Thermal Imaging Technology Used to Hunt Criminals Helps Ford Detect Air Leaks, Design Quieter Vehicles
DEARBORN — Ford Motor Co. engineers are pioneering thermal imaging technology — similar to what law enforcement agents use to track down criminals — to find and eliminate air leaks in vehicle cabins.
The result is less wind noise and a quieter ride, which is key to customer satisfaction with vehicle quality.
Thermal imaging is the use of cameras to photograph heat in the environment. Thermal imaging cameras capture the radiation present that appears as an infrared image. In Ford tests, air leaks show up as hot spots when heated air escapes a vehicle.
Data from Ford’s U.S. Global Quality Research System show the 2013 Ford Fusion earned a 67 percent approval rating for interior quietness compared to 58 percent for the 2012 Toyota Camry.
Fusion data were for the first quarter of 2013, compared to full-year 2012 data for the Toyota Camry, which did not receive major updates for 2013. The 2013 first-quarter study, conducted for Ford by RDA Group of Bloomfield Hills, Mich., asked owners of all major makes and models to comment on troubles and rate their overall satisfaction with their three-month-old vehicles.
“Ford is redefining our vehicles through many innovations – both features to improve the driving experience and fuel economy, and advanced new tools to help engineer better vehicles,” said William Dedecker, noise, vibration and harshness engineering supervisor. “We are using thermal imaging to further improve quietness so customers can enjoy the other features our vehicles offer, such as audio systems…and even the sounds of silence.”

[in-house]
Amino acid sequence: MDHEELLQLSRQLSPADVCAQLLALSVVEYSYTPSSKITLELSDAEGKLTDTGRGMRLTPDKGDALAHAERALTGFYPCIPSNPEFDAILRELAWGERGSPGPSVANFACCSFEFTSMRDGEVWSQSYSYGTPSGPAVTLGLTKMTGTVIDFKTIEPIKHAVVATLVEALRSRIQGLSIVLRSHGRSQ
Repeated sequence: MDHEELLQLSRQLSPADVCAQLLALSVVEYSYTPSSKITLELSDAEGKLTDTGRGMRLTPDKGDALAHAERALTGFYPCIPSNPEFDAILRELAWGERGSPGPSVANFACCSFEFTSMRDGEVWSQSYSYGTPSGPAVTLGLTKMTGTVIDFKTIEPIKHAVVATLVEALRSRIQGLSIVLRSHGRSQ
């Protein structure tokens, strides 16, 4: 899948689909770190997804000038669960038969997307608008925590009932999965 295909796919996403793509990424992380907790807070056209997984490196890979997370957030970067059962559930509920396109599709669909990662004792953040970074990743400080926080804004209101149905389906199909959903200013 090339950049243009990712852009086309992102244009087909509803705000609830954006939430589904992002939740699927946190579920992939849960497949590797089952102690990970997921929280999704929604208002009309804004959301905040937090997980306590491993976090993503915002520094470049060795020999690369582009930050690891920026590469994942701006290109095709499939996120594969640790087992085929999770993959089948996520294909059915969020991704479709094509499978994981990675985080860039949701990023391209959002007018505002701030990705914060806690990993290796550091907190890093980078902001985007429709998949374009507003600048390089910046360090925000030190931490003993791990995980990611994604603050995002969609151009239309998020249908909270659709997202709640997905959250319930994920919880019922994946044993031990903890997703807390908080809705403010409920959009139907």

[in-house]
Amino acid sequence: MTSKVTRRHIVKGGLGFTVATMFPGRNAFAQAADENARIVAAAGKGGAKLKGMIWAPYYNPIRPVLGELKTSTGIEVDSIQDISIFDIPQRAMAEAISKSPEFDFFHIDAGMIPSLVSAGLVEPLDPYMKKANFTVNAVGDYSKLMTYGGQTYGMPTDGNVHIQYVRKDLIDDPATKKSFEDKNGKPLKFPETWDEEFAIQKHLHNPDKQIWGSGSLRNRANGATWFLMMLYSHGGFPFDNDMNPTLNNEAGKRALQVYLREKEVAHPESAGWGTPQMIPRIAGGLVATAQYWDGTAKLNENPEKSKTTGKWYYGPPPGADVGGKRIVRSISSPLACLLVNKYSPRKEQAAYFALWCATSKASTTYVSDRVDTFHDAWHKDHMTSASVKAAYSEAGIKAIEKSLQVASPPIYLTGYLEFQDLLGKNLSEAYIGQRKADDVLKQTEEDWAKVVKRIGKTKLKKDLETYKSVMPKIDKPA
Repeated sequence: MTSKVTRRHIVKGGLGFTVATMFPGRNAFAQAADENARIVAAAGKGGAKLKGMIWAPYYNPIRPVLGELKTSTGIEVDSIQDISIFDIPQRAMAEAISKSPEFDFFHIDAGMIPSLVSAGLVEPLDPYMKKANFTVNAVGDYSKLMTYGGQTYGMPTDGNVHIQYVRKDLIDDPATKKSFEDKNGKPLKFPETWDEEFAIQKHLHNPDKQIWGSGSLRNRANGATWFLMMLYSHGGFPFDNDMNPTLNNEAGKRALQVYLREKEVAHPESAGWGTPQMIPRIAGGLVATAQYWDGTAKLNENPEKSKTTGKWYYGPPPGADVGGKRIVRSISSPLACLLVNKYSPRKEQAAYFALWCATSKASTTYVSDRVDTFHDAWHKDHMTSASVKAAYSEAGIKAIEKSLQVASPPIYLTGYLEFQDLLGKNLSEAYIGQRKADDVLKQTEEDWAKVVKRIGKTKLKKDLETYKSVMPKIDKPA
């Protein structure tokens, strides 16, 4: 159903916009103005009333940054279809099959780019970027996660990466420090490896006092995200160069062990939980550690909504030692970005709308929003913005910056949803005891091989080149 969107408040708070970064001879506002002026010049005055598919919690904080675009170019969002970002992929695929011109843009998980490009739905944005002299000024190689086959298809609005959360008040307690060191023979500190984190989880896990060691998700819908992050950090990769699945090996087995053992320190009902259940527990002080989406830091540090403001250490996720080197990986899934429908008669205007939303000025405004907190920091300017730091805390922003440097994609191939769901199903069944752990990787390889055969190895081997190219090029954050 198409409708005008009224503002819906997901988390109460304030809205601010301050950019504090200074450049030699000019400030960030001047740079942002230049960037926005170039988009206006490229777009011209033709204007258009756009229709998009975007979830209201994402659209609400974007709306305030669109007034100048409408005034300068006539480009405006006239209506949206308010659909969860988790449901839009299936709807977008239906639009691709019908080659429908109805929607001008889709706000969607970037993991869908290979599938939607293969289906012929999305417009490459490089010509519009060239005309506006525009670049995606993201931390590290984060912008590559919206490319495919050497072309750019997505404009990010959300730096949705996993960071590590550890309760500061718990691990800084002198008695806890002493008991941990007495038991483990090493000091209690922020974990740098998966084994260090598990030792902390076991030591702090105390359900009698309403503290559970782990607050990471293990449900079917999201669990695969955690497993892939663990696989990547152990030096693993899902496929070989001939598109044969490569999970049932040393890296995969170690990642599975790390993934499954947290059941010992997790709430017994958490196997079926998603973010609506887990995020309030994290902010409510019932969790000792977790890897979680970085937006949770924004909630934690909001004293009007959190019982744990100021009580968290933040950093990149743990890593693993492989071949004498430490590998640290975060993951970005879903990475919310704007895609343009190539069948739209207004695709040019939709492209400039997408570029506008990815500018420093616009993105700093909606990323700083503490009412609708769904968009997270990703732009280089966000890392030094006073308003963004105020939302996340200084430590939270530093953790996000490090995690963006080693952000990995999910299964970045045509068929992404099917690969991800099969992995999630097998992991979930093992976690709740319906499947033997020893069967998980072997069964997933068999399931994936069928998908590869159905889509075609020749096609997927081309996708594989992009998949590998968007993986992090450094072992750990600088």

Thermal imaging technology allows police to see through bushes and into dark alleys. While a bad guy hiding at night might not be visible to the eye, a thermal image of the area will show his body heat and allow law enforcement to move in.
Ford engineers, inspired by energy companies that use thermal imaging to find air leaks in houses, employ the technology to see air leaking out of a vehicle. Engineers heat the air inside a vehicle’s cabin, then take thermal images to actually see the location from which warm air is escaping. This allows them to test different ways to contain air, through changes in design and insulating materials.
“We are the first automaker to use this technology to track air leaks,” said John Crisi, Ford NVH engineer. “It’s an example of the innovative methods we use so our customers have a more pleasant driving experience. Our cameras can detect tiny holes and openings we could not otherwise identify.”
In addition to reducing noise, sealing air leaks increases heating and cooling efficiency by reducing energy loss, similar to how sealing a home prevents leaks of heated air in the winter and cooled air in the summer.
Before this technology, Ford engineers relied on sensory findings to prevent air leaks. They would fill the car with smoke, then watch for the smoke to exit from small holes. They would walk around the vehicle and feel for air leakage. And they would use nonmedical stethoscopes to try to hear air leaking from the cabin, a method they still rely on to some extent.
While successful, these approaches were not as consistent. With the use of thermal imaging, engineers can speed up development time by finding results at a faster rate.
Engineers have identified several key areas that are vulnerable to air leaks and letting noise into a vehicle, including moonroofs, window glass, door trim, the trunk lid and liftgate, doors and the base of the windshield.
“Wind noise is something a driver can really sense in a negative way while driving,” Crisi explained. “By using thermal imaging technology, Ford can provide a smoother and quieter ride for our customers.”
More at www.ford.com